The Global Impacts of E-waste Exposure and E-waste Recycling Policy on Maternal and Fetal Health (2019-2020)
Handling and disposal of discarded electrical or electronic equipment is frequently unregulated. E-waste contains hazardous constituents such as lead, mercury, chromium, chemicals in plastics and flame retardants.
For example, Taizhou, located in the Jiangsu province of southern China, has been involved in e-waste recycling for more than 30 years, and is one of the largest e-waste processing centers worldwide. As much as 70% of the e-waste in the world used to come through China at one point, though in the past three years Chinese authorities have clamped down on the import of e-waste, coming at a time when domestic waste is rising rapidly.
There is increasing concern about health effects related to contamination in air, soil and water for people working and living at or near informal e-waste processing sites, especially the most vulnerable populations, pregnant women and children. The rapidly increasing amount of e-waste and environmental policy changes make protecting human health and the environment from e-waste contamination an expanding challenge.
This Bass Connections project will research the global health effects of e-waste recycling on the Taizhou community through lab-based and community-based science.
The team will accomplish this by:
Investigating the impacts of maternal e-waste exposure on placentation and relevant pregnancy complications
Evaluating fetal DNA methylation among e-waste exposed cohort and potential long-term health of the neonates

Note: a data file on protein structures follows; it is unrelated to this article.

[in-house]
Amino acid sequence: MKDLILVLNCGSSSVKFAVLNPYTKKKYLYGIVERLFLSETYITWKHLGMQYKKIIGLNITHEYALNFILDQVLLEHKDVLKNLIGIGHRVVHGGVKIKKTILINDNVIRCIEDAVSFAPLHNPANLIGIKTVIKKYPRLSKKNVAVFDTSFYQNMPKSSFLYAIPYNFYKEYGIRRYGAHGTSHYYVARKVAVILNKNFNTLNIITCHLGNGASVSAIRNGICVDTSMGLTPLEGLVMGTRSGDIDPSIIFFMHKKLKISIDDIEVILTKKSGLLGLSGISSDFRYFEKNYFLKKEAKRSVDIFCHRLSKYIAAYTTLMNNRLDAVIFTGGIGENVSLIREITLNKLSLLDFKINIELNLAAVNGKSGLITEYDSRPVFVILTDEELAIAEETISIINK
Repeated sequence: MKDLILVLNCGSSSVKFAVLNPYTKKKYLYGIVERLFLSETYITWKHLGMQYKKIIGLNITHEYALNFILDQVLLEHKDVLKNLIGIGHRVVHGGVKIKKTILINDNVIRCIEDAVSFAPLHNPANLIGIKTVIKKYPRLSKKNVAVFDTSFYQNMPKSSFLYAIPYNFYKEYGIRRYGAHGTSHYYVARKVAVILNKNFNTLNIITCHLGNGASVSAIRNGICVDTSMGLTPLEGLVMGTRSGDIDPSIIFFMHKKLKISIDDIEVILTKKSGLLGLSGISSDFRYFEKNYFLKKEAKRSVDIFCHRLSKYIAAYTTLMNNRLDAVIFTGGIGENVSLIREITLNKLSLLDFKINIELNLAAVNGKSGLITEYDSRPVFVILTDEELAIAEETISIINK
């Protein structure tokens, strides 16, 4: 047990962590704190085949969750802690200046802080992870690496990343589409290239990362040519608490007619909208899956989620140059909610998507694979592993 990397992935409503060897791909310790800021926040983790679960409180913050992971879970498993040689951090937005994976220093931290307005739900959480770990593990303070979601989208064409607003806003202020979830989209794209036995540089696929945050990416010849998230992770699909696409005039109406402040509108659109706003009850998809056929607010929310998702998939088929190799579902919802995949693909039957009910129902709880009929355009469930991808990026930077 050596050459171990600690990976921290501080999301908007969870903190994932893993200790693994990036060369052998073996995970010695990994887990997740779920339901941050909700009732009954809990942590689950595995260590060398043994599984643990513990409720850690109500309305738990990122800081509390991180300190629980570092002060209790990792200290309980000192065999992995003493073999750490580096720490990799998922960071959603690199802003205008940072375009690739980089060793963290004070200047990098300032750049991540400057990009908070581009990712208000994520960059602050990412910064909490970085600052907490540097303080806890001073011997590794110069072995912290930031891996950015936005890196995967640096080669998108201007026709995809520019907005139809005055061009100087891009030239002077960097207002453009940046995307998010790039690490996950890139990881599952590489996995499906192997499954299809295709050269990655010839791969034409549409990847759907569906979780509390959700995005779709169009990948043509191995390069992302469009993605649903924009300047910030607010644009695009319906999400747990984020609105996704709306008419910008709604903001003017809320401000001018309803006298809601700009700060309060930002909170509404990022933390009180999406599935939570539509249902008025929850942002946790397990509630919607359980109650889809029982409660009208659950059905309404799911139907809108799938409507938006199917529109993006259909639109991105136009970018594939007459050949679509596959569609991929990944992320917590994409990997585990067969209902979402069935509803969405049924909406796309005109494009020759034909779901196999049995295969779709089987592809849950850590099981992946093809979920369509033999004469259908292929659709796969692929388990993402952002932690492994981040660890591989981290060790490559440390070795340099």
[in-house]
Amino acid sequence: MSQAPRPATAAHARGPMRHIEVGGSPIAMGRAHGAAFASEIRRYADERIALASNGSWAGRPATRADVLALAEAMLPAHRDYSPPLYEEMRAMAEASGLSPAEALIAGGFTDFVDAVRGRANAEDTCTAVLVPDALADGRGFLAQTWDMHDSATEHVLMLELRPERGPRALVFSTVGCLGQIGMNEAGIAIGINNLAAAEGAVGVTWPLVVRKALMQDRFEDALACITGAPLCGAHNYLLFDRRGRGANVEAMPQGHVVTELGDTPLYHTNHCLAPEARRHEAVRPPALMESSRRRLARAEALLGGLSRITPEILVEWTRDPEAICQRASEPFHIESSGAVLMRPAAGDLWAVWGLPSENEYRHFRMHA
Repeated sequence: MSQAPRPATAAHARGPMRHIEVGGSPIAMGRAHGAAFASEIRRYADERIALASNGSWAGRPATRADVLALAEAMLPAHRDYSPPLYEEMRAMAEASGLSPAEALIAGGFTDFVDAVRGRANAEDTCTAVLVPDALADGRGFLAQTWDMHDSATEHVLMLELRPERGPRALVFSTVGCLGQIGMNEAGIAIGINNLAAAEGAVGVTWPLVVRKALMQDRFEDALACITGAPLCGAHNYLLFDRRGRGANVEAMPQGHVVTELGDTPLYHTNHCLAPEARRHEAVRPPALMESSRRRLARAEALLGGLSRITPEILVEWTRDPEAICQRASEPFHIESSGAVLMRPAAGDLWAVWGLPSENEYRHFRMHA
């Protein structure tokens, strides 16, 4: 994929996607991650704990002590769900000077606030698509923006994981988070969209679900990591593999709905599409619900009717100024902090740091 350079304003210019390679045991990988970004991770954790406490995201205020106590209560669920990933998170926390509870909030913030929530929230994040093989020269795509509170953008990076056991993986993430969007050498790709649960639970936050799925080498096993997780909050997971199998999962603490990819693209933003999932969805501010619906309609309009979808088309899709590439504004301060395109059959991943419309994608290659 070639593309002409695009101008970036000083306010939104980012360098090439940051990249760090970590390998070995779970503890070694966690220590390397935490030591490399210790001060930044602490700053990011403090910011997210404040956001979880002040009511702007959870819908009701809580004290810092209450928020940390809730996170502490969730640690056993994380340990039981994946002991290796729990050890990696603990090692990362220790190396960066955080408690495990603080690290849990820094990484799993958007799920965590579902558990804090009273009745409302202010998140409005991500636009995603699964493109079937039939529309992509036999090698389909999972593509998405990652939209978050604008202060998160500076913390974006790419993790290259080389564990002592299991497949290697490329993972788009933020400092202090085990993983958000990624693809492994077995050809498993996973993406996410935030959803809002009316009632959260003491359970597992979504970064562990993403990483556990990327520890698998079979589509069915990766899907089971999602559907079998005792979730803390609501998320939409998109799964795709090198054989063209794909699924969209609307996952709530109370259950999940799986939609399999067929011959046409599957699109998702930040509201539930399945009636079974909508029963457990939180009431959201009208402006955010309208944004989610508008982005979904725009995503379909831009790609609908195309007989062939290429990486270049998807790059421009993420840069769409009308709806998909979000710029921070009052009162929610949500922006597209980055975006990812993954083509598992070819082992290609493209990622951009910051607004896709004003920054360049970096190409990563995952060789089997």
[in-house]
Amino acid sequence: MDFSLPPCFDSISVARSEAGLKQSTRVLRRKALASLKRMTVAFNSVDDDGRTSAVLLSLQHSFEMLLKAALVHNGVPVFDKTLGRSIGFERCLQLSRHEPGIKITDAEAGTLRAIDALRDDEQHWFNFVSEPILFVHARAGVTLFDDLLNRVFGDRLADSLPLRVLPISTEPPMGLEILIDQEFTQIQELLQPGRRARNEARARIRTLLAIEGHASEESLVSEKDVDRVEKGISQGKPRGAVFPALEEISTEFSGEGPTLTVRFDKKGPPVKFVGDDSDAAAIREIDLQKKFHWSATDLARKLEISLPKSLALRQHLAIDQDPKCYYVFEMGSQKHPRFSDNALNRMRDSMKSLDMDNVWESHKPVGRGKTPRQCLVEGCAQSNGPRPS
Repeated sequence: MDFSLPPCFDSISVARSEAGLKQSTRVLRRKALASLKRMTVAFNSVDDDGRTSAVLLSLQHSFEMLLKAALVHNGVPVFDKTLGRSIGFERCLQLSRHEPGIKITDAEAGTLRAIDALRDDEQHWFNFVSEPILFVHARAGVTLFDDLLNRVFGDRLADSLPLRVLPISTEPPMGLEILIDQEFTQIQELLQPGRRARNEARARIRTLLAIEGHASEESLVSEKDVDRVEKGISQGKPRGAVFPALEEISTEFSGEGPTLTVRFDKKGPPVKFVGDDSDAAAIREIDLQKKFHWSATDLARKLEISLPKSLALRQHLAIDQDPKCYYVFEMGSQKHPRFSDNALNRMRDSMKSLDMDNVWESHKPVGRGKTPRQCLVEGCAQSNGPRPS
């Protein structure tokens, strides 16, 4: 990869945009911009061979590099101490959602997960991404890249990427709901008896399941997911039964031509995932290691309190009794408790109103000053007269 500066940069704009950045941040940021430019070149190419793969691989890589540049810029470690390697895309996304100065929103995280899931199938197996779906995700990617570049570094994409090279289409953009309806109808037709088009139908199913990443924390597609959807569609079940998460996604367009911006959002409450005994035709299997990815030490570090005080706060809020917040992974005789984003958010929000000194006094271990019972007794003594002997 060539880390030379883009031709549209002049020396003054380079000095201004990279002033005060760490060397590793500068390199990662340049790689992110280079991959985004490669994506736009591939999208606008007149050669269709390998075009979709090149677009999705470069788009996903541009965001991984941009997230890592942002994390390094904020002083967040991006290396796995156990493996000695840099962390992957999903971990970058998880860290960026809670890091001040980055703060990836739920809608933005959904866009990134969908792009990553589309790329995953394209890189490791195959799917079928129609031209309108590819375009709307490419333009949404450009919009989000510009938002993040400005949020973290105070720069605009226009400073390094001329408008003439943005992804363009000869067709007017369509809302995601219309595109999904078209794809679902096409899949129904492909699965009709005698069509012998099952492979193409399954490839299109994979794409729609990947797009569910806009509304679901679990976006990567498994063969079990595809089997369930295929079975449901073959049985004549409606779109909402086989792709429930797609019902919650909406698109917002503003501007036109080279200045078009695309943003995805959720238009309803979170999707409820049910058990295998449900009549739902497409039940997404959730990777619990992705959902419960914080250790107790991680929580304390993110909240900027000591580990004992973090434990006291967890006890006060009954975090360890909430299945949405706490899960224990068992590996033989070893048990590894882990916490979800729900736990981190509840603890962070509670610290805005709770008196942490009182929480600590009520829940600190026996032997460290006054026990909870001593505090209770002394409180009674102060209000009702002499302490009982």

Exploring community knowledge and perception regarding e-waste recycling
Providing a forum or a course of project-based learning to engage students across learning levels and disciplines in discussions of environmental toxicology and global health.
This project also aims to strengthen connections between Duke and global communities by working with Duke Kunshan University faculty members and local community partners to understand the environmental and health impacts of e-waste recycling and environmental policies. Team members will provide prevention strategies for women who work in e-waste recycling industries, address the global impacts of environmental policy changes toward e-waste recycling in China and formulate improved environmental policies.
Data regarding e-waste exposure and fetal DNA methylation; data regarding e-waste exposure and altered placentation and subsequent pregnancy complications; reports on birth outcomes and e-waste handling and exposure; policy evidence for Chinese governmental waste import ban; case studies for teaching at Duke and Duke Kunshan
Fall 2019 – Spring 2020
Summer 2019 (Optional): Develop team charter and project for each research team; design social study; travel to China for site visit and sample collection; visit site for social study and public policy study; begin sample analysis
Fall 2019: Conduct data analysis; begin report writing
Spring 2020: Present draft project; draft manuscript
This Team in the News
Image: Guiyu e-waste, by Bert van Dijk
- Liping Feng, School of Medicine-Obstetrics and Gynecology
- Kathinka Furst, Duke Kunshan University
- John Ji, Duke Kunshan University
- Susan Murphy, School of Medicine-Obstetrics and Gynecology
- Conghuai Yan, Shanghai Jiaotong University
- Junfeng (Jim) Zhang, Nicholas School of the Environment-Environmental Sciences and Policy
/graduate Team Members
Nadratun Chowdhury, Civil & Environmental Engg-PHD
Christine Crute, Environment-PHD, Art and Art History-AM
Yan Sun, Master of Environmental Management
Wanchen Xiong, Master of Environmental Management, Ecotoxicology & Environmental Health
/undergraduate Team Members
Ashley Choi, Neuroscience (BS)
Maya Iskandarani, Biology (BS)
Elizabeth Lamb, Biology (BS)
Kieu Pham, Biology (BS)
Aneesha Raj, Biology (BS), Global Health (AB2)
Amy Zhao, Biology (BS), Global Health (AB2)